Location: Cambodia, Laos, Vietnam
The Northern Yellow-cheeked Crested Gibbon lives in broadleaf evergreen and semi-evergreen forests, at elevations of between 100-1,200 m asl. These gibbons are frugivorous but also consumes significant proportions of leaves, young shoots and flowers. They are also known to feed on Finlayson’s Squirrel (single record by an adult female) and lizards. Food sharing has been observed (Geissmann 1995, Duc et al. 2016).
Northern Yellow-cheeked Crested Gibbons sing in local accents to attract mates and form monogamous pairs and close families. Endangered in #Cambodia #Laos #Vietnam by #deforestation for #agriculture #timber #palmoil Join the brand #Boycott4WildlifeTweet
Listed as Endangered based on a suspected population reduction of at least 50% over the past 45 years (three generations), primarily due to logging, agricultural encroachment, and hunting, and a suspected continuing decline over at least 15 years (one generation) into the future. In Cambodia’s Virachey National Park, large areas have been cleared for rubber plantations in recent years, particularly on its eastern side, and the area is also subjected to illegal logging for luxury timber.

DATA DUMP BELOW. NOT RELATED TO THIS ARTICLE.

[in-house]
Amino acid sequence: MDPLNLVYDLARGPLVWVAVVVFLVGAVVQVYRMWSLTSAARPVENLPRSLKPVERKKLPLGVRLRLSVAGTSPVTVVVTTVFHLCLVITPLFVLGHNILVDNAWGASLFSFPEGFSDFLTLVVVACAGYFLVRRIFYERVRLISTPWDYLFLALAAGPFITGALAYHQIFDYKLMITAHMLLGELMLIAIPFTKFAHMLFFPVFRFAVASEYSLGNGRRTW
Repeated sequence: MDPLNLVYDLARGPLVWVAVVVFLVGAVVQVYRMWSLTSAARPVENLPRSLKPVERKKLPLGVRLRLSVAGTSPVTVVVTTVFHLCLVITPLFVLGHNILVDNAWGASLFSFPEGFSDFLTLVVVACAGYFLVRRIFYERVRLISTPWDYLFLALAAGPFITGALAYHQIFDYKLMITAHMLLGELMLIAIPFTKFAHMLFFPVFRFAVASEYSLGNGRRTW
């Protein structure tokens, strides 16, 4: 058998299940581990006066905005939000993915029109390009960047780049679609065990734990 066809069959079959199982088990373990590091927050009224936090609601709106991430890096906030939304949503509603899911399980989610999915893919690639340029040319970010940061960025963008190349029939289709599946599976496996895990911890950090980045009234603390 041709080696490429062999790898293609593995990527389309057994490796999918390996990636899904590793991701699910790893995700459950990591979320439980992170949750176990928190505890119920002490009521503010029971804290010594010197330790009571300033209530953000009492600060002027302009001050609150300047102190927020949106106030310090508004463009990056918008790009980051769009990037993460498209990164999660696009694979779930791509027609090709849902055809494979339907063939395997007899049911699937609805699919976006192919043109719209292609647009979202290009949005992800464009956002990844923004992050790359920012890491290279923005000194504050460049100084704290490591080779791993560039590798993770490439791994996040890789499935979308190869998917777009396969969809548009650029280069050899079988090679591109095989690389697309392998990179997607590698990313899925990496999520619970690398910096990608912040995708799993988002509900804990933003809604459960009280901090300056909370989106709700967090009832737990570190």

These gibbons belong to genus Nomascus. They are known to communicate in species-specific song when defining territory or attracting mates. They sing in regional accents to each other and form monogamous breeding pairs. Males and females have different coloured fur.
Rawson, B.M., Hoang, M.D., Roos, C., Van, N.T. & Nguyen, M.H. 2020. Nomascus gabriellae. The IUCN Red List of Threatened Species 2020: e.T128073282A17968950. https://dx.doi.org/10.2305/IUCN.UK.2020-2.RLTS.T128073282A17968950.en. Downloaded on 28 January 2021.
- Creatives: Promote your creative business and use your creative expertise to raise awareness and join the fight to save endangered species. Join us!
- Conservationists: Showcase your conservation work and activism, blog about the urgent issues that are vital right now. Join us!
- Animal lovers: Big supermarket brands are directly contributing to this species’ extinction by destroying forests. You can join the #Boycott4Wildlife by sharing information from this website and boycotting brands in the supermarket.